2. I've started playing with vbAdvance, and it does work. I compile my DLL with exported functions and then build by MSI to pick up the DLL and load it into the binary table.

    But I see two problems so far...

    1) When I start the debugger in VB and call my function from MSI the debugger doesn't start stepping through the code. I read a thread over on the vbAdvance forum site and they suggested exporting the DllRegisterServer functions and making a wrapper function that calls an ActiveX method within your DLL if you want to use the debugger. I suppose this would be acceptable, I havn't thought it through yet.

    2) I can get something like this to work:

    Sub Test()
    MsgBox "Hello"
    End Sub

    but if I try to pass a string argument and use it the VB code blows up. I read another thread that suggests this is due to differences in CSTR vs BSTR. Ugh, this kind of stuff is the exact reason why I wanted to get away from C++ in the first place!!

    Still in practice I'll only be passing an MSI Handle to my exported function then calling my COM passing the handle. Then I should be in a pure VB environment with debugging capabilities.

    I see promise here... :)

  3. Nate,

    I'm not the sole source of opinion of knowledge around here, your insites are always welcome.

    You did lose me on the argue against #1 though. I think compiling / obfuscating was covered in #6.

    I can see how C++ CA's are a good choice, it just irritates me that MSI isn't more flexible. I wish you could import an ActiveX DLL into the binary table and call its methods directly as CAs without going through VB/J script CAs.

  4. Whew... ActiveX DLLs as custom actions are definitely not a good idea. We should actually register the ActiveX DLLs before using them. So they at best be as deferred custom actions. And since they cannot log the actions they perform or have access to MSI properties, they are at best 3rd class citizens as far as MSI is concerned. I would suggest that we come up with a list of common tasks that are used for custom actions and we could have C++ DLLs made so that others MSI developers could use them. There is such an initiative under the WIX Toolset. Others could just hook in and use the custom actions even if you are yet to appreciate the WIX Toolset or if you are not able to adopt it for some reason. And C++ custom actions are not that difficult. I am not C++ programmer but I was able to come up with a custom action for manipulating XML files in less than 2 hours.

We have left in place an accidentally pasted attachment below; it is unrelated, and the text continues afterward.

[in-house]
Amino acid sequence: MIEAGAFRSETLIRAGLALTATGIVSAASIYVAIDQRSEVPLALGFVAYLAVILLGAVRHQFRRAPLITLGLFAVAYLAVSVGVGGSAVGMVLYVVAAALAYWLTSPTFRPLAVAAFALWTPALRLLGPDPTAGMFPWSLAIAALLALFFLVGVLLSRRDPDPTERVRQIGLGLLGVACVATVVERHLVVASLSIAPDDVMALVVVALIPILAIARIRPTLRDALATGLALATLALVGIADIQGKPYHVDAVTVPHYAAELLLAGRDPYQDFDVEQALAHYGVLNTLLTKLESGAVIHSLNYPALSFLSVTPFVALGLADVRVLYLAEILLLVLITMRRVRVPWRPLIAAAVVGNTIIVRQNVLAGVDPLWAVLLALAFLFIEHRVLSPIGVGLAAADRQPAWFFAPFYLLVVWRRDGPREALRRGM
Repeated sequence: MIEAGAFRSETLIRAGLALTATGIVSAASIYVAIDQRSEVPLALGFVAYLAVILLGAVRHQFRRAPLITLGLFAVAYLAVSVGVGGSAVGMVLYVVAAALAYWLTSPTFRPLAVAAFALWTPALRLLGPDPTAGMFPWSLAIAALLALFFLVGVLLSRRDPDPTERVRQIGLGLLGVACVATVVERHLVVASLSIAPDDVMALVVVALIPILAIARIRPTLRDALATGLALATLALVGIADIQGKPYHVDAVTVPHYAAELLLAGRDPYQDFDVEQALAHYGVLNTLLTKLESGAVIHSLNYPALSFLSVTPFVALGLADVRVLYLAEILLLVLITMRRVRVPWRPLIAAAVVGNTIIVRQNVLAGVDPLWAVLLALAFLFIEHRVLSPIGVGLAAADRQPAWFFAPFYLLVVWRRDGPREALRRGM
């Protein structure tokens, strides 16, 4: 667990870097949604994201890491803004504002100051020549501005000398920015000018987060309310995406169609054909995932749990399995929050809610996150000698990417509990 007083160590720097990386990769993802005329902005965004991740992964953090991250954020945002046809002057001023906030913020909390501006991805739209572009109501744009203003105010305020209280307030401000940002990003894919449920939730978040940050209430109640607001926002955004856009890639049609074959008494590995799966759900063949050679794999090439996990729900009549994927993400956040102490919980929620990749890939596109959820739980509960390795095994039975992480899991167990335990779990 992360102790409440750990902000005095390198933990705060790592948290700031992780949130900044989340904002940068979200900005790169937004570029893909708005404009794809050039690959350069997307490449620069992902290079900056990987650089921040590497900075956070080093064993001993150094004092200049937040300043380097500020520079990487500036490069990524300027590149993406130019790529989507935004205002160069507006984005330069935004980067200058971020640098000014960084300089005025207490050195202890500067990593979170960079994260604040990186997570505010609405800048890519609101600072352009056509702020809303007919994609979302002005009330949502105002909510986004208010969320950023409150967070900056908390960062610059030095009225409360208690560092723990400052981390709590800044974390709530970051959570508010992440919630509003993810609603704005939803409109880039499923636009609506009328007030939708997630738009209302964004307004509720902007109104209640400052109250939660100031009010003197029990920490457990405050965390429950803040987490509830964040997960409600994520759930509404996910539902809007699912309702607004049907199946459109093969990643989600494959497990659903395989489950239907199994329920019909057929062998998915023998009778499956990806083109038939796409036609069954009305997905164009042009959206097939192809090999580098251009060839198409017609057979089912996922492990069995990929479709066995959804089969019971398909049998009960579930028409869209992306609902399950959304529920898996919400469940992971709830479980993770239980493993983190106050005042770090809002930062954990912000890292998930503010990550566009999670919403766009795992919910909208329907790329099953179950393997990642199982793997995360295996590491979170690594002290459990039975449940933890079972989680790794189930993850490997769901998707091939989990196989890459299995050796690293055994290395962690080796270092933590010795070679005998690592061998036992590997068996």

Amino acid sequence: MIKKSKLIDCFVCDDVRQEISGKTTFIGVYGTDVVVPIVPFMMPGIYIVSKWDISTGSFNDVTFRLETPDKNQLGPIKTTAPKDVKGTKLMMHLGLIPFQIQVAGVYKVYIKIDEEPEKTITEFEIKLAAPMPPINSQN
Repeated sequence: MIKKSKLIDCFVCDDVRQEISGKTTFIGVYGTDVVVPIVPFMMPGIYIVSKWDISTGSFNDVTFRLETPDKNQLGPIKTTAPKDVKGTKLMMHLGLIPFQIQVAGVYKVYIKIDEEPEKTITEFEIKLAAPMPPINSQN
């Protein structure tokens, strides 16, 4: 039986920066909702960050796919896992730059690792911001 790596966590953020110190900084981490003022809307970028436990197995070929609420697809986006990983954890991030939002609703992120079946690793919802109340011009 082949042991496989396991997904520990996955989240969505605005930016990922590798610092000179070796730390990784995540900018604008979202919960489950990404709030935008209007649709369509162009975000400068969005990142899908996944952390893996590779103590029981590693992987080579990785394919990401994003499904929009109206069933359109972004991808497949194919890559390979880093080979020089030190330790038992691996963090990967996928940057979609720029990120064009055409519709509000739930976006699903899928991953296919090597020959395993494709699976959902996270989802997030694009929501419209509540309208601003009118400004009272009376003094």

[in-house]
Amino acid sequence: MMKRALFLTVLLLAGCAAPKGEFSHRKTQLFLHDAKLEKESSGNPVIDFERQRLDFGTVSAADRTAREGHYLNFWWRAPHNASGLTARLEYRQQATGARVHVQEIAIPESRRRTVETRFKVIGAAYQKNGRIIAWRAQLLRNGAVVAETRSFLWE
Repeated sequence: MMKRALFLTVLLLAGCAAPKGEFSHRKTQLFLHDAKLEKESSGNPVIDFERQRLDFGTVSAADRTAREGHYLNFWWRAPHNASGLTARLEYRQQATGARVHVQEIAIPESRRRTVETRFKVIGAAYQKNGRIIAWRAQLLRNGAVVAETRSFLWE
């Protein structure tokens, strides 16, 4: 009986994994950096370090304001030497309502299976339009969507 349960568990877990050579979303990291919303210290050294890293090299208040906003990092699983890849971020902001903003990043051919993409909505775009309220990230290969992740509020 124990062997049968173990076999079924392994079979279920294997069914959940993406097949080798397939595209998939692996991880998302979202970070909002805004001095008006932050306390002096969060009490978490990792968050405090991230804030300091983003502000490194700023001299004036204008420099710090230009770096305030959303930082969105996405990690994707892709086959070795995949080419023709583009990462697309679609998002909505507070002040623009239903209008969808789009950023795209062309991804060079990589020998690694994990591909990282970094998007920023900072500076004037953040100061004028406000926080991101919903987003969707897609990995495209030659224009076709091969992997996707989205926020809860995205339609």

5. When I was talking about ActiveX, I was saying I wish there was a way of invoking an ActiveX DLL right out of the binary table ( or SUPPORTDIR ) without having a registration footprint. Or to have the registration footprint be taken care of by MSI outside of the InstallInitialize...InstallFinalize so that the code can be called in Immediate Execute CA's.

    Until this occurs I have to use a bootstrapper to do it the way everyone else does it: Bootstrap a setup prereq. MSI's rollback capabilities are all fine, but ignore the fact that you sometimes must install things before you can install things.

    Eitherway that's the reason I was looking into VBAdvance. To come up with a way of calling VBCode without having to go through COM.

  6. We are calling .Net code that is ComVisible and using ISScript to bootstrap it and it is working very well for us. It is allowing us to tackle issues that we left to documentation before. Stuff like creating MSMQ queues, smartly adding new probing paths to config files, etc.

  7. We are calling .Net code that is ComVisible and using ISScript to bootstrap it and it is working very well for us. It is allowing us to tackle issues that we left to documentation before. Stuff like creating MSMQ queues, smartly adding new probing paths to config files, etc.